British magazine Private Eye published the details on June 30 instead, providing even greater context to the affair. The Private Eye report claimed that Symonds “people” reached out to the Times’ publisher, News UK, and advised they pull the story.
The Owen Paterson Affair
Pincher is not the only person Johnson had to defend in the face of immense criticism. In 2021, Johnson fought back against committee recommendations to suspend Conservative lawmaker and former minister Owen Paterson for 30 days after he allegedly committed an “egregious case of paid advocacy.”
Paterson had lobbied on behalf of several companies that paid him, including at least two payments of £500,000. He regularly “demanded access to ministers and regulators” on behalf of those companies, The Guardian reported.
The Conservative Party responded to the report by instead suggesting that Parliament change the mechanism of investigating lawmakers, but the damage from headlines at the time forced Paterson to resign.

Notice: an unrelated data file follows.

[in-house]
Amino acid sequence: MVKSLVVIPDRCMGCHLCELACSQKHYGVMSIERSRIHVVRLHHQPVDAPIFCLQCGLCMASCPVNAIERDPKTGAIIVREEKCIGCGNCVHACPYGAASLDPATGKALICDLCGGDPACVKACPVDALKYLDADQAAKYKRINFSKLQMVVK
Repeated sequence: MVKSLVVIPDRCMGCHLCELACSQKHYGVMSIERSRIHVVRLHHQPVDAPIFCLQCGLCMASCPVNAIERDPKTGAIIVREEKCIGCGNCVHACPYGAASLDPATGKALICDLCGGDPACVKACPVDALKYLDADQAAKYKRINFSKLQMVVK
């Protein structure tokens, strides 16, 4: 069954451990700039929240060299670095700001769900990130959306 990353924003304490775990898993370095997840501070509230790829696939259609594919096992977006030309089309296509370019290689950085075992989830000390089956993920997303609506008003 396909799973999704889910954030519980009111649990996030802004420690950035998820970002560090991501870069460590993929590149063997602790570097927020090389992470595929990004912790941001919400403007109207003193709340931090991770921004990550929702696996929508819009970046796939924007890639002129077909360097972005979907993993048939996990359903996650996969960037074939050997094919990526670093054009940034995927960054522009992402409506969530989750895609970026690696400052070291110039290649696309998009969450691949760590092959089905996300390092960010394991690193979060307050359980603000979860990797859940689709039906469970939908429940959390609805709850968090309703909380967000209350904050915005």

The government abandoned its proposed changes in the wake of Paterson’s resignation, and the party failed to win back his seat at the election.
Johnson shuts down the government – illegally
Johnson had supported Brexit from the start and went to great lengths to ensure its success, including an uncomfortable episode in which he faced accusations of misleading the queen.
He asked Queen Elizabeth II to allow him to shut down Parliament for five weeks when the government still wrangled with the Brexit deal, unable to come to an agreement on what kind of deal to pursue as the clock wound down toward a deadline.
Rather than face the issue, Johnson got the queen’s approval to shut down the government, a move that the British Supreme Court later determined to be illegal.
The ruling led many to accuse Johnson of misleading the queen in order to obtain the shutdown, a matter for which he apologized since he had “embarrassed” the queen by potentially forcing her to break the law.